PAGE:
Tonsillitis/sore throat

Advice for professionals to be used with parents and carers

Sore throat is extremely common in children, teenagers and young adults and is often associated with a high temperature. Tonsils are small glands that sit either side of the throat and are sometimes affected (tonsillitis).

Symptoms of tonsillitis

  • Sore throat and pain on swallowing
  • Fever can be present
  • Swollen, painful glands in the neck
  • Tonsils red with pus.

These symptoms usually improve within 4-7 days.


Most cases of sore throat in young children (under 5 years of age) are caused by viral infections. Your child may also have a runny nose, cough or earache. Tonsillitis is sometimes caused by a bacterial infection, usually due to a group A streptococcus bacteria (strep throat).

When should you worry?

If your child has any of the following:

  • Is going blue around the lips
  • Becomes pale, mottled and feels abnormally cold to touch
  • Severe breathing difficulty - too breathless to talk / eat or drink
  • Has a fit/seizure
  • Is unable to swallow their own saliva
  • Becomes extremely agitated (crying inconsolably despite distraction), confused or very lethargic (difficult to wake)
  • Develops a rash that does not disappear with pressure (the 'Glass Test')
  • Is under 3 months of age with a temperature of 38°C / 100.4°F or above (unless fever in the 48 hours following vaccinations and no other red or amber features).

You need urgent help

Go to the nearest hospital emergency (A&E) department or phone 999

If your child has any of the following:

  • Is having difficulty opening their mouth
  • Is having breathing problems, such as rapid breathing, shortness of breath or laboured breathing (drawing in of muscles below the lower ribs when they breath in)
  • Seems dehydrated (sunken eyes, drowsy or no urine passed for 12 hours)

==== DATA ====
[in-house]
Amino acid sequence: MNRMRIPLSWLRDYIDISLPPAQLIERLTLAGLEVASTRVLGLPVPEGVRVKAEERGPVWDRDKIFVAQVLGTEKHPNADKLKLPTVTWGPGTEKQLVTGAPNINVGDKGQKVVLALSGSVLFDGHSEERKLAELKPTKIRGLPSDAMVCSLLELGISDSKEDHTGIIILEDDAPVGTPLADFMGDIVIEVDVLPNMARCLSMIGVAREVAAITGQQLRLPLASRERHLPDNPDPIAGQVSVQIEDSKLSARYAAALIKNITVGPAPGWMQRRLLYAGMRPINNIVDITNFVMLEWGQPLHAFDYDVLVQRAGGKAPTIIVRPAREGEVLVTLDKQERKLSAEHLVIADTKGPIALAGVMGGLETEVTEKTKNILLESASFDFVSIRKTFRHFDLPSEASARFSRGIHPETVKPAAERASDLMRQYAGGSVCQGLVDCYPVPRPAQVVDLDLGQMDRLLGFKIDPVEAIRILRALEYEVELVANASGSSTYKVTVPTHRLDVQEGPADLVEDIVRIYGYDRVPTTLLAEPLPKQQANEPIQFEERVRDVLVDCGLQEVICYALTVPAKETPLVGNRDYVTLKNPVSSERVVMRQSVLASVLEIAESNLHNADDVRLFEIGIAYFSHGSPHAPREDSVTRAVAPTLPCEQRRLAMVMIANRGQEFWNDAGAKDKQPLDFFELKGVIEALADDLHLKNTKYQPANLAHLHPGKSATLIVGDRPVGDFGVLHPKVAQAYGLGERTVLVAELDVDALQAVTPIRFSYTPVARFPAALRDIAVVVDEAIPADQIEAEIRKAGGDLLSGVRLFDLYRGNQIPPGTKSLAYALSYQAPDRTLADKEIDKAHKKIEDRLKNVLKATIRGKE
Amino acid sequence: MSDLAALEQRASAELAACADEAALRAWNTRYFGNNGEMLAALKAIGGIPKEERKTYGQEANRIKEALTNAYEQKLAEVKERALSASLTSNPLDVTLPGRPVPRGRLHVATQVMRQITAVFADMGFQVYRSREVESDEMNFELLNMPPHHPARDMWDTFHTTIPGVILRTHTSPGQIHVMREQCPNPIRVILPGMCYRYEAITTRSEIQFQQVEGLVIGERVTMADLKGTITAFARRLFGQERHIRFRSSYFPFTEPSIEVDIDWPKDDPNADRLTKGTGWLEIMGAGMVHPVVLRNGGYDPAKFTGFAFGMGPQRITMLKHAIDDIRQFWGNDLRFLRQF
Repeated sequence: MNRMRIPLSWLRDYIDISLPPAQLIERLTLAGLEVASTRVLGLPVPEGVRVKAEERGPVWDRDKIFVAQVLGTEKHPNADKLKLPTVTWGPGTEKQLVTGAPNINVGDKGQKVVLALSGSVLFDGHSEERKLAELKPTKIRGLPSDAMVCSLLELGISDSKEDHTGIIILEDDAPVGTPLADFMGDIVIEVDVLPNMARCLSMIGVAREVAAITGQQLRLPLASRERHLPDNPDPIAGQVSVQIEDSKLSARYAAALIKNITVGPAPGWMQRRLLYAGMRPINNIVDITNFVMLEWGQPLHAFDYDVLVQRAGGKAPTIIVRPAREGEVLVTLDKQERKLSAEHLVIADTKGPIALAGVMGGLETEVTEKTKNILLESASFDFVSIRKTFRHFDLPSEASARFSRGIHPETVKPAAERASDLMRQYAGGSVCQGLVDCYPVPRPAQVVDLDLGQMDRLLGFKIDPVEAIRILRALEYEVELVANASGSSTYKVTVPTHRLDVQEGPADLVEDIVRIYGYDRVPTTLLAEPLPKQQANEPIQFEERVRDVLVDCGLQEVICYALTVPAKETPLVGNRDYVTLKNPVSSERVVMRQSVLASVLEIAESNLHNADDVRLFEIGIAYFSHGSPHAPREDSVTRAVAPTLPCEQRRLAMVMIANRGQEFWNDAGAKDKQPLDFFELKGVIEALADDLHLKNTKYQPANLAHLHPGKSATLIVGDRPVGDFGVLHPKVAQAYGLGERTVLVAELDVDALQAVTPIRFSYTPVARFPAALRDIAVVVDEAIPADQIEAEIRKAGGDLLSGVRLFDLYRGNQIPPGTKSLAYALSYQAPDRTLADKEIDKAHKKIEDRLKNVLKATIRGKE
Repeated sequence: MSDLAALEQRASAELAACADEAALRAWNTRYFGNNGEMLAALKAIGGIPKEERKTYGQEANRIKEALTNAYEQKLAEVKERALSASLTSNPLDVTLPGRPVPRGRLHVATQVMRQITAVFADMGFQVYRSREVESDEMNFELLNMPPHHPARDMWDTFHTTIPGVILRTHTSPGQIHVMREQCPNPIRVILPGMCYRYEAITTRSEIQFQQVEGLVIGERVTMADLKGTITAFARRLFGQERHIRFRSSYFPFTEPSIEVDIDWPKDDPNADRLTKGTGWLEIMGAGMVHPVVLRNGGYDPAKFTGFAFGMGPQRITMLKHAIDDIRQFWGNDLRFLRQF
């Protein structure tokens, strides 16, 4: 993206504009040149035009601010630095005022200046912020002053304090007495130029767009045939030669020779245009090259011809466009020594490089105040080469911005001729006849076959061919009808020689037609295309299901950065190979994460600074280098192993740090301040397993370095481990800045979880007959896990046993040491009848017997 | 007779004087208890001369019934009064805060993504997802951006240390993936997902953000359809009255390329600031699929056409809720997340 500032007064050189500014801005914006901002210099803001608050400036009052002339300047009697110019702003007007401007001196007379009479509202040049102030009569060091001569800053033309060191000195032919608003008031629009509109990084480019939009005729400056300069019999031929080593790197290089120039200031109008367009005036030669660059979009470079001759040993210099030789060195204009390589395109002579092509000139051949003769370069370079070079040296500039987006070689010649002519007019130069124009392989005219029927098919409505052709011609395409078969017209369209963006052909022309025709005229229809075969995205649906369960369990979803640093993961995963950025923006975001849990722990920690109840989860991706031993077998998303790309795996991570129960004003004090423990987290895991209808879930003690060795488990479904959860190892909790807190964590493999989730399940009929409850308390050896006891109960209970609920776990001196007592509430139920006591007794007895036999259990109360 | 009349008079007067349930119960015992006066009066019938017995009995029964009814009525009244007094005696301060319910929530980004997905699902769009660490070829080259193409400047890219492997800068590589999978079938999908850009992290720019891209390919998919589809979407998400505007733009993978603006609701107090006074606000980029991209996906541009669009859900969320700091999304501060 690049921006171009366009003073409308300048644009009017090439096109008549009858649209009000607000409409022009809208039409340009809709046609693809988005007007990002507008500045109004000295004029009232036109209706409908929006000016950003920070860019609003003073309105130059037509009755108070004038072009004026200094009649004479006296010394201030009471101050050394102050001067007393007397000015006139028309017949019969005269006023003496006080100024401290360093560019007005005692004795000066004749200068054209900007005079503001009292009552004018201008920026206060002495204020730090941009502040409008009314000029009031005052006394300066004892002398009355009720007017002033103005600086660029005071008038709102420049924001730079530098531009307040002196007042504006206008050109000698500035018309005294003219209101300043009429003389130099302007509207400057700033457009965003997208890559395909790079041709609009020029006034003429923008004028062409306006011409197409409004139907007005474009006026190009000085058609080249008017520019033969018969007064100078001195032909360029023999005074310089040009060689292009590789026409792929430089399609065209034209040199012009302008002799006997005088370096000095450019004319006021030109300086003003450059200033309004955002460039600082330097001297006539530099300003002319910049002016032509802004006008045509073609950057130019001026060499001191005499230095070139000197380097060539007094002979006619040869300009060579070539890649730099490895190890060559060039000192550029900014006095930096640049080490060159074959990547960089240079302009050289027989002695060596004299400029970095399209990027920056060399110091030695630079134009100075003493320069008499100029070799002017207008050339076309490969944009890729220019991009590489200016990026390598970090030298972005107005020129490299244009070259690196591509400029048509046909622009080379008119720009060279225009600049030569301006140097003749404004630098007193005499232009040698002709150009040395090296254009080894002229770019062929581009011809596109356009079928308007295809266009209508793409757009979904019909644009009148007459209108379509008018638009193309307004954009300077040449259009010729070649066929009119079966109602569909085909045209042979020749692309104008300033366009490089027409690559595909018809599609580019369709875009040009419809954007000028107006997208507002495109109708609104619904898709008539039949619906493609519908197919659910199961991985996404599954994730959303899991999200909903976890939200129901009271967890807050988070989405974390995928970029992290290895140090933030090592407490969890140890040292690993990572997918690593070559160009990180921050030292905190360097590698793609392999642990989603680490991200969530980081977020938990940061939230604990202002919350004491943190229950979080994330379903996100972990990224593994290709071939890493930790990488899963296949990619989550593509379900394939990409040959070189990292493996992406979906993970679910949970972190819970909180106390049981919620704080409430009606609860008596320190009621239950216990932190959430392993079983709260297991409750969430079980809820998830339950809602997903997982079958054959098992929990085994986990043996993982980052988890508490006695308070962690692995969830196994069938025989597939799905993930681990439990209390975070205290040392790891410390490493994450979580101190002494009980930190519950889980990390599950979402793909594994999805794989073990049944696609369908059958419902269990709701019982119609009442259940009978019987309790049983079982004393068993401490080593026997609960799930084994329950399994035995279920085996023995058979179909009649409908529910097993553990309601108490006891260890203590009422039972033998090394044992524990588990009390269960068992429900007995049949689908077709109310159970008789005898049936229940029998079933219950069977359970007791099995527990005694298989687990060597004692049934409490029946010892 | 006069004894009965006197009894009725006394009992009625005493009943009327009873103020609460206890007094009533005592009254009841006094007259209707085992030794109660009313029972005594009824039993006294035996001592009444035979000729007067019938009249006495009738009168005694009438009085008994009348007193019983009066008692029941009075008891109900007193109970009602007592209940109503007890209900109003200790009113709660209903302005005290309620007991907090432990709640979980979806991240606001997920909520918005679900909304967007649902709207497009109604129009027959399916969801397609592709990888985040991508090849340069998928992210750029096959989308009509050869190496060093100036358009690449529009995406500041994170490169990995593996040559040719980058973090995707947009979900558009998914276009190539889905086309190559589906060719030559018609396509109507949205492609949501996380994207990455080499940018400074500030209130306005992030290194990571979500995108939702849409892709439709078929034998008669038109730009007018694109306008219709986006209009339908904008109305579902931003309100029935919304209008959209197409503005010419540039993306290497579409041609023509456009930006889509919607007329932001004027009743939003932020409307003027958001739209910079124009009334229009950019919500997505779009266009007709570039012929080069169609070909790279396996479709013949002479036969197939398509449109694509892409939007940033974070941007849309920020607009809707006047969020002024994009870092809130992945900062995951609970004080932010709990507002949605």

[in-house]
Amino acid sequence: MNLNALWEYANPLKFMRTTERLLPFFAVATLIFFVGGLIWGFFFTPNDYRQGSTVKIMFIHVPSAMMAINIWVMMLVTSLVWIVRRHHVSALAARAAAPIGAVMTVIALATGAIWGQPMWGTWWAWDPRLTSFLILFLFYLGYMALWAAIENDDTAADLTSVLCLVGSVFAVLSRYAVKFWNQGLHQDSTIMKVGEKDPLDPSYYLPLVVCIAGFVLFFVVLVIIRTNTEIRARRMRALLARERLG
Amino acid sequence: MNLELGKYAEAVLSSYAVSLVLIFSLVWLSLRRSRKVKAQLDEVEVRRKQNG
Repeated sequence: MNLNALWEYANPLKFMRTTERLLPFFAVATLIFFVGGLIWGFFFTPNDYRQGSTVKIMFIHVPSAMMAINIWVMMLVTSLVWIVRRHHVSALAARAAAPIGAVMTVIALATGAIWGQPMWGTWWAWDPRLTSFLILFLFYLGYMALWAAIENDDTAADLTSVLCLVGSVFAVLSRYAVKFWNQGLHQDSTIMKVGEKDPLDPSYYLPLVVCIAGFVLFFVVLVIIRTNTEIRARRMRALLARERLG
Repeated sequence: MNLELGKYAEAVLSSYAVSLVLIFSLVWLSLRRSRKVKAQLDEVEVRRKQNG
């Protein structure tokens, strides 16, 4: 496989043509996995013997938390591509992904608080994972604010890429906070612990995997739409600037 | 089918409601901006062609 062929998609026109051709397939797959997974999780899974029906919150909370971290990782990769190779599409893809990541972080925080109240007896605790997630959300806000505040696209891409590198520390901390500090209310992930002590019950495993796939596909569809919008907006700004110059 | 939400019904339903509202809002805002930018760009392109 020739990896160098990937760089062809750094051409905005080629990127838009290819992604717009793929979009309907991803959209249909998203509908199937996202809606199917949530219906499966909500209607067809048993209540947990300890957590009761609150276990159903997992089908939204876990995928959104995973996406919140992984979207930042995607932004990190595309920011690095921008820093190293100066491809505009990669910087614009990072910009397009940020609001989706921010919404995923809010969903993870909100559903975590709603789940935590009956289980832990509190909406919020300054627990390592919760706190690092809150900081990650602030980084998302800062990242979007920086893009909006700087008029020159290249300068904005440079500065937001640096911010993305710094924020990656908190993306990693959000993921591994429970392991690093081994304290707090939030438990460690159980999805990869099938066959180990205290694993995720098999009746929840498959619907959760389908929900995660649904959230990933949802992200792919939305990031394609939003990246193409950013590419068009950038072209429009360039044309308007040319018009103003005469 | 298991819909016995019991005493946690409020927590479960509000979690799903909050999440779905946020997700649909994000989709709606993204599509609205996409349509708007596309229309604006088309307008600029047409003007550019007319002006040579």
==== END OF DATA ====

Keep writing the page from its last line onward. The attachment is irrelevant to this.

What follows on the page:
• Is becoming drowsy (excessively sleepy) or irritable (unable to settle them with toys, TV, food or picking up) - especially if they remain drowsy or irritable despite their fever coming down
  • Has extreme shivering or complains of muscle pain
  • Is 3-6 months of age with a temperature of 39°C / 102.2°F or above (but fever is common in babies up to 2 days after they receive vaccinations)
  • Continues to have a fever of 38.0°C or above for more than 5 days
  • Is getting worse or if you are worried.

You need to contact your GP surgery today

Please ring your GP surgery or contact NHS 111 - dial 111 or for children aged 5 years and above visit

If none of the above features are present.


Pharmacists can advise and treat a range of common symptoms. No appointment is needed and most pharmacies have a private consulting area. Click on this link to find a pharmacy near to you

If you are still concerned about your child, contact NHS 111 – dial 111 or for children aged 5 years and above visit

This guidance has been reviewed and adapted by healthcare professionals across the Black Country Integrated Care System.


Most children with tonsillitis/sore throat do not require treatment with antibiotics. Antibiotics rarely speed up recovery and often cause side-effects such as rash and diarrhoea. They will also promote the development of antibiotic resistant bacteria in your child.


However, if your child has any features of severe infection (amber or red features above), they will need to be urgently seen by a healthcare professional who may decide that your child may benefit from antibiotic treatment.

You can help relieve symptoms by:

  • Giving your child paracetamol or ibuprofen to help relieve pain
  • Encourage your child to drink plenty of fluids
  • You can buy a throat spray from your pharmacist which may help with pain.


It is not always easy to avoid catching these infections. However, good hygiene practices can prevent infections spreading.

  • Wash your hands regularly
  • Use a tissue when coughing or sneezing and put it in the bin
  • Avoid sharing glasses or utensils with people who are unwell.
Feedback Question: Has the advice on this page helped you with a healthcare decision?